My last post detailed our "weekly" story, giving the impression that the story changes every week. In truth, I usually retell the story for 2 or more weeks, giving the children time to "live into the repetition and rhythm". This also helps me with preparation and allows time in between to become inspired to find another story suitable for what is happening in life.
An anonymous commenter offered that "in Waldorf, a story is usually told for 1 month" and some of you wondered how that "works". Do the children become bored? Is it enough for them? What about the older children who "need" more? Such good questions and I wonder, why do we believe that they will become bored? Why do we assume that they "need more?" An anonymous poster offered a gem of a response; something I have reread a few times now and have considered at length.
This idea of boredom comes from the adult mind. If the child is allowed from a very young age to explore with depth, then they won't require change, change, change. It is the adult who says, here's this new toy, this new book, oh look at that and then that and then that, let's do this now that...rather then just allowing the child to be at his or her own pace with a few simple things. It is also suggested in Waldorf that children read the same few picture books for a whole season. If we guide our children towards depth, they will develop it and continually see new things and discover creative ways of playing and doing and being, not to mention the magic therein. If you keep introducing new, new, new then you create consumptive hunger and therefore a lack of satisfaction. It takes real mindfulness on the part of the adult to look at how we encourage boredom and the desire for new and more in the child.
My gosh, I LOVE this and it is worth repeating.
After reading this, I looked through our small basket of picture books and took half of them to the attic; leaving us with 5. I did a little bit of decluttering in the house and thought about my consumptive hunger as an adult...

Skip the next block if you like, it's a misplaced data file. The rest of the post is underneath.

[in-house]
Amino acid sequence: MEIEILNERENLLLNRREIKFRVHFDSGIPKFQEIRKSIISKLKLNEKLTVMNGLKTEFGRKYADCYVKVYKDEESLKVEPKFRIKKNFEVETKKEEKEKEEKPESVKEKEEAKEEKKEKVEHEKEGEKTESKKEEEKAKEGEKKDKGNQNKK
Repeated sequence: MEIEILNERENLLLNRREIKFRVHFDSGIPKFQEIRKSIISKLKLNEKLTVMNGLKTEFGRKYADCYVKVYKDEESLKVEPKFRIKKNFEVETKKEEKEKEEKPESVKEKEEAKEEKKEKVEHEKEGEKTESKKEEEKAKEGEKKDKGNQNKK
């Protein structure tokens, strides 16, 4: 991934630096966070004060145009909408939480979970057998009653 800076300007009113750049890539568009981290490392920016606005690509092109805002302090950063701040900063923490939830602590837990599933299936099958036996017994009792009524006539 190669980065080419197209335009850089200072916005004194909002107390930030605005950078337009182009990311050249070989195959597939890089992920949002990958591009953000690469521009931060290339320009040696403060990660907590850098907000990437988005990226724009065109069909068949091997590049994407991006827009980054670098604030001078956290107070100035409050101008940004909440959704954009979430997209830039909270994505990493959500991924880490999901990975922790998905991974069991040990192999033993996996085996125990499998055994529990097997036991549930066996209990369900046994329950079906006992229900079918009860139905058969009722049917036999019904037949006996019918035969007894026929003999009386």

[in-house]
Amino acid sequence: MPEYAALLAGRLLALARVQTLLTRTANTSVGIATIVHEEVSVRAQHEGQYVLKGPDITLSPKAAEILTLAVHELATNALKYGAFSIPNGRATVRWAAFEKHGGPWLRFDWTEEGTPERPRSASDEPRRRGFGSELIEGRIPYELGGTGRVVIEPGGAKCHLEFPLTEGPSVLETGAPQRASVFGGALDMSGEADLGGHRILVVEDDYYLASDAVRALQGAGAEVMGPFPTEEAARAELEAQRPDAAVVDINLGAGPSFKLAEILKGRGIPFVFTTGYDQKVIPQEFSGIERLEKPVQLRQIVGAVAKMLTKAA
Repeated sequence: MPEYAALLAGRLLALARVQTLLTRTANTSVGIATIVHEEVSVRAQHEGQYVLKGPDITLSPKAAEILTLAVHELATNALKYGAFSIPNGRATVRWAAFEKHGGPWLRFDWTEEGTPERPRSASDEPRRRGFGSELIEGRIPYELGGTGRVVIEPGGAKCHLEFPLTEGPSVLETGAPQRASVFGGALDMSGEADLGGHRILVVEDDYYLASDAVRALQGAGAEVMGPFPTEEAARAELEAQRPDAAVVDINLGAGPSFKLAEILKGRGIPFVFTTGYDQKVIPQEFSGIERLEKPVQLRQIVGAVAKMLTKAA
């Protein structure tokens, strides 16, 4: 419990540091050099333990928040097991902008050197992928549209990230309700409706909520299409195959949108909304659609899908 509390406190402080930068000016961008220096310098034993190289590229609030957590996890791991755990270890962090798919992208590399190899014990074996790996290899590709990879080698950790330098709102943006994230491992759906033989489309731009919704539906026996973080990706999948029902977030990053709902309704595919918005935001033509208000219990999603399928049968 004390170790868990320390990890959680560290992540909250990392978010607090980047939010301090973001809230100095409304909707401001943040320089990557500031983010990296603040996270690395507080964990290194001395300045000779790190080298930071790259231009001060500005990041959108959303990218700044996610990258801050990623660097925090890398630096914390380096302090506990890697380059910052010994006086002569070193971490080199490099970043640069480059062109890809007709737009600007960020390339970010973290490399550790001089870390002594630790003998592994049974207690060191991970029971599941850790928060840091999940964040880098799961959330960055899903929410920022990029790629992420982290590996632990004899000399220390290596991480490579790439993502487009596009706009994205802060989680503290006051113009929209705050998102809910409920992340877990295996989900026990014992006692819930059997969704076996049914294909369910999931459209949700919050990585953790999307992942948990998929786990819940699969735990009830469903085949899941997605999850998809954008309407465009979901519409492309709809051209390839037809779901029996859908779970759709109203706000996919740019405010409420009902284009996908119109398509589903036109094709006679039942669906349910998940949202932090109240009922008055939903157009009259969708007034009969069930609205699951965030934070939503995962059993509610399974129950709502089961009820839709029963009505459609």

I am so glad to be exposed to this thinking now; early in W's development and early on in my development as a teacher.
I think of our park days with W as I observe parents and children interacting with each other (one of my most favorite past times, haha!) I see so much "chase that ball" or "let's do this now"; "don't you want to go down the slide next?" I'm left wondering what the child's inclination is-- do they want to sit and look at the ground for a minute without being asked "what are you doing? Oh, look! There's a bug! The dirt is *brown*!"
There's nothing like watching a child truly explore on their own; to find what it is that holds their interest and to not interrupt this process. To stand back. A Waldorf teacher remarked to me recently "We (adults) are really more of a hindrance at these times. They (the children) need so little from us."
(This reminds me of this awesome post which sums it up SO beautifully...please check it out; I am especially touched by the last group of photos.)
On a somewhat unrelated note...
Huge sigh of relief; I have been officially accepted into the Waldorf Early Childhood Teacher Education Program at The Sunbridge Institute in New York!
I am thrilled to begin this journey.
I'm looking at the required reading for this Summer, and it looks like I am halfway done already before receiving the list. (That will save us some money, for sure!) I'll share the reading requirements below as I feel they are truly important and inspirational books!
The Child from Birth to Three in Waldorf Education and Care, WECAN Books
Theosophy, by Rudolf Steiner
An Overview of the Waldorf Kindergarten, Vol.1 in the Waldorf Kindergarten Series, WECAN Books.
A Deeper Understanding of the Waldorf Kindergarten , Vol. 2 in the Waldorf Kindergarten Series, WECAN Books
Work and Play in Early Childhood, Freya Jaffke, Floris Books
The Developing Child: The First Seven Years of Life, WECAN Books
various chapters, including “Stages of Development in Early Childhood” and “The Significance of Imitation for the Development of the Will” by Freya Jaffke, “The Vital Role of Play in Childhood” by Joan Almon and “Forces of Growth and Forces of Fantasy” by Michaela Gloeckler
Additional Recommended Resources:
Let Us Form a Ring, Nancy Foster, WECAN Books
Nokken, A Garden for Children, Helle Heckmann, WECAN Books
On the Play of the Child, Freya Jaffke, editor, WECAN Books
The Education of the Child, Rudolf Steiner
Trust and Wonder – Nurturing Young Children and their Families – a Waldorf approach to caring for infants and toddlers, Eldbjorg Paulsen, WECAN Books
The Young Child: Creative Living with Two- to Four-Year-Olds, Udo de Haes, Anthroposophic Press
Working with the Angels: The Young Child and the Spiritual World, Susan Howard, editor, Gateways Series, WECAN Books
In closing, we celebrated Daddy's 30th birthday this weekend with the family..
Including W's new cousin, Baby Luke.
I have 4 cousins and we are the best of friends...they mean so, so much to me and have always been prominent in my life.
I hope the same for W and Luke:)
Happy 30th, Daddy!